After full length sizing in the CaseMaster Jr and loading the brass, I mark it in a little jig that holds a Sharpie so I can put "my" stripe around the brass. Everyone that marks their brass has their own mark/color/combo. At that point I don't want anything but the brass I fired so I don't have to do the full length sizing again.

    Most IPSC shooters shoot .40 until it cracks. My buddy Sam said, "and then you load it one more time." I hope he was kidding but I've actually found a loaded cracked case a few times after running them through a case gage. They will often pass the gage if not cracked at the mouth. Sometimes they just crack lengthwise between the head and where a cannalure would be. I've never seen or heard of any problem in .40 caused by a cracked case. It's easy to identify once cracked by the ususual ring it has. You can hear one piece of cracked brass tumbling in a load full in a media separator. They go in the recycle bucket when I find a crack. Wouldn't do that with rifle brass, though.

    David

  12. #12
    Boolit Man
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    Quote Originally Posted by a.squibload View Post
    I've seen a lot of them, the worst ones get thrown in the box for swaging, the rest go through
    the Lee Factory Crimp die, same concept as the Redding mentioned in the link.
    Cases don't go far enough into a regular sizing die to slim the bulge.
    I just got the Bulge Buster kit (from Azshtr here), makes it easier. A little case lube helps.
    When is the best time to use the bulge buster? Is it best use before de-capping or after?

    Does it matter?

    Thanks

    200swc

  13. #13
    Boolit Master Grapeshot's Avatar
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    Quote Originally Posted by 200swc View Post
    When is the best time to use the bulge buster? Is it best use before de-capping or after?

    Does it matter?

    Thanks

    200swc
    Might be best to use the bulge buster prior to removing primer to prevent the primer pocket from being reduced in size as the case is drawn thru the die.

  14. #14
    Boolit Master 7of7's Avatar
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    Quote Originally Posted by 200swc View Post
    When is the best time to use the bulge buster? Is it best use before de-capping or after?

    Does it matter?

    Thanks

    200swc
    I wouldn't think it would matter at all. Normally the primer cup isn't affected by any sizing. If it were, firing would have some affect on it too. The bulge is also in the sidewall just where the base thins into the sidewall... I have had some pretty heavy bulges in some cases I have processed. They were 45 cases, and they resized just fine..
    With all that said, I have done some that were decapped, and some that weren't, and didn't notice any differentce in them at all....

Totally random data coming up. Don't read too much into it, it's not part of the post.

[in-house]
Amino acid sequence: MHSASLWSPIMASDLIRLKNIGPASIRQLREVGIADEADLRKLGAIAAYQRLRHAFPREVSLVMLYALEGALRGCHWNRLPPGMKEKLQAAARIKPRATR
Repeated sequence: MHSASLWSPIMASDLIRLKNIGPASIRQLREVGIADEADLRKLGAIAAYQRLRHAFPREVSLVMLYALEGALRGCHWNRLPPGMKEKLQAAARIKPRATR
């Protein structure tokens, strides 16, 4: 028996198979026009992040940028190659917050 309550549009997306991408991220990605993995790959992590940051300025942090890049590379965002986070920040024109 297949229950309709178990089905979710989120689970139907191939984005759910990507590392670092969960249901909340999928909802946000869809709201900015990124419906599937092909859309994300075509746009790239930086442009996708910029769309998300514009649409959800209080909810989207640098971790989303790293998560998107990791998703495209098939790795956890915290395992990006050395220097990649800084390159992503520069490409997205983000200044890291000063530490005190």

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  15. #15
    Boolit Man
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    Thanks for the help. I'll try them both ways.

    Next question:

    Once these are complete, how do you keep them seperate from others (since I am shooting them in a 1911)? There's no real need to resize them (at least a full length resize.)

    Thanks
    200swc

  16. #16
    Boolit Master
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    I don't understand the question.

    The Lee FCD basically puts a full-length resize on the cases.
    For 45 unless you notice bulges you probably don't even need to do it.
    If you're asking about resized vs non-resized cases? I would probably treat 'em the same
    until I noticed a problem.
    Like 44 cases, I don't count the number of reloads, just watch for ones that are wearing out.

    Disclaimer: I'm new to auto pistol reloading and don't do 45acp (yet!).
    Maybe some 45 nut here can help you better...

  17. #17
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    JonB_in_Glencoe's Avatar
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    I think it's been stated previously, but I'll rephrase it.
    the 40 is the most suseptable to the glock bulge
    due to the combination of it's power range and case design.

    the bulge is difficult to see, I do have a ruptured case from this,
    I should post a photo sometime...no time this morning,
    Jon
    ~~~~~~~~~~~~~~
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  18. #18
    Boolit Man
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    Quote Originally Posted by 200swc View Post
    Thanks for the help. I'll try them both ways.

    Next question:

    Once these are complete, how do you keep them seperate from others (since I am shooting them in a 1911)? There's no real need to resize them (at least a full length resize.)

    Thanks
    200swc
    I will be shooting range pick-ups that I process, which are .40 S&W cases. After I shoot them in the 1911, I shoud have to do a full re-size, should I? If not, what is a good way to keep them separate?

    Thanks

    200swc

  19. #19
    Boolit Master


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    I brought the question of the Glock bulge up here quite a few months ago, and most said the cases would be over worked (unsafe) if I ironed (sized) it out.
    I had ask LEE and several other die mfg. to make such a die and was told it wasn't practical. Then I had a forum member make a push through .423 die, exactly like a LEE Boolit size die, to remove the guppy belly shape. It worked great without any problems.
    A couple months later Lee advertised the "Bulge Buster die" . Funny how much a few months can change opinions and create new tools.
    Now I just save the .40 guppies for swagging .44 Mag and .45 ACP Boolit jackets with range lead. The Glock shape doesn't hurt, since the brass must be expanded there anyway. I'm not trying to make competition grade ammo, and any tiny imbalance isn't going to shoot worse than these old eyes can see.

  20. #20
    Boolit Master
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    The later-series Glock 40 S&W pistols don't have as egregious a "Bulge" as earlier variants had, but the OEM barrels seem to have a bit more radial clearance in their chambers than do other makes/models of 40 S&W.

    There is a bit of confusion on my part--are you planning to fire the 40 S&W cases--or are these to be used as jackets for swaged bullets?